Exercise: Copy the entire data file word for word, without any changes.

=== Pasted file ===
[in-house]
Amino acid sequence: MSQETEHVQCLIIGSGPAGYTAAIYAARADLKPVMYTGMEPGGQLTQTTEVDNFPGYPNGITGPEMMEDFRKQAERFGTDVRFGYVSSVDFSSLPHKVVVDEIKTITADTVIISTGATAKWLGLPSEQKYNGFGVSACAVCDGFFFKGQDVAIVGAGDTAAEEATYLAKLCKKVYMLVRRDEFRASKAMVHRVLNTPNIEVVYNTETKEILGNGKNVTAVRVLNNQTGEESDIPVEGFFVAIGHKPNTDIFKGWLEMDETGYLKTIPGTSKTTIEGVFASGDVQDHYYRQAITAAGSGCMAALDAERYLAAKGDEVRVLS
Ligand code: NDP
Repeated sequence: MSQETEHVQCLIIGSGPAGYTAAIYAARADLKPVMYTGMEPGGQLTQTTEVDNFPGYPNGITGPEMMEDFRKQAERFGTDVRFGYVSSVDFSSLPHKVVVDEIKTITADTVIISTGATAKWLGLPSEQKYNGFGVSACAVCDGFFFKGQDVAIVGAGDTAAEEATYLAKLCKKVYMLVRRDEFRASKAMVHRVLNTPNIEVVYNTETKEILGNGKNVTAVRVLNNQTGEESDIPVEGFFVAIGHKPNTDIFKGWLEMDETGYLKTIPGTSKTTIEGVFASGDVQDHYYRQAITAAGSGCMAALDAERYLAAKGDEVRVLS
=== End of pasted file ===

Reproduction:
[in-house]
Amino acid sequence: MSQETEHVQCLIIGSGPAGYTAAIYAARADLKPVMYTGMEPGGQLTQTTEVDNFPGYPNGITGPEMMEDFRKQAERFGTDVRFGYVSSVDFSSLPHKVVVDEIKTITADTVIISTGATAKWLGLPSEQKYNGFGVSACAVCDGFFFKGQDVAIVGAGDTAAEEATYLAKLCKKVYMLVRRDEFRASKAMVHRVLNTPNIEVVYNTETKEILGNGKNVTAVRVLNNQTGEESDIPVEGFFVAIGHKPNTDIFKGWLEMDETGYLKTIPGTSKTTIEGVFASGDVQDHYYRQAITAAGSGCMAALDAERYLAAKGDEVRVLS
Ligand code: NDP
Repeated sequence: MSQETEHVQCLIIGSGPAGYTAAIYAARADLKPVMYTGMEPGGQLTQTTEVDNFPGYPNGITGPEMMEDFRKQAERFGTDVRFGYVSSVDFSSLPHKVVVDEIKTITADTVIISTGATAKWLGLPSEQKYNGFGVSACAVCDGFFFKGQDVAIVGAGDTAAEEATYLAKLCKKVYMLVRRDEFRASKAMVHRVLNTPNIEVVYNTETKEILGNGKNVTAVRVLNNQTGEESDIPVEGFFVAIGHKPNTDIFKGWLEMDETGYLKTIPGTSKTTIEGVFASGDVQDHYYRQAITAAGSGCMAALDAERYLAAKGDEVRVLS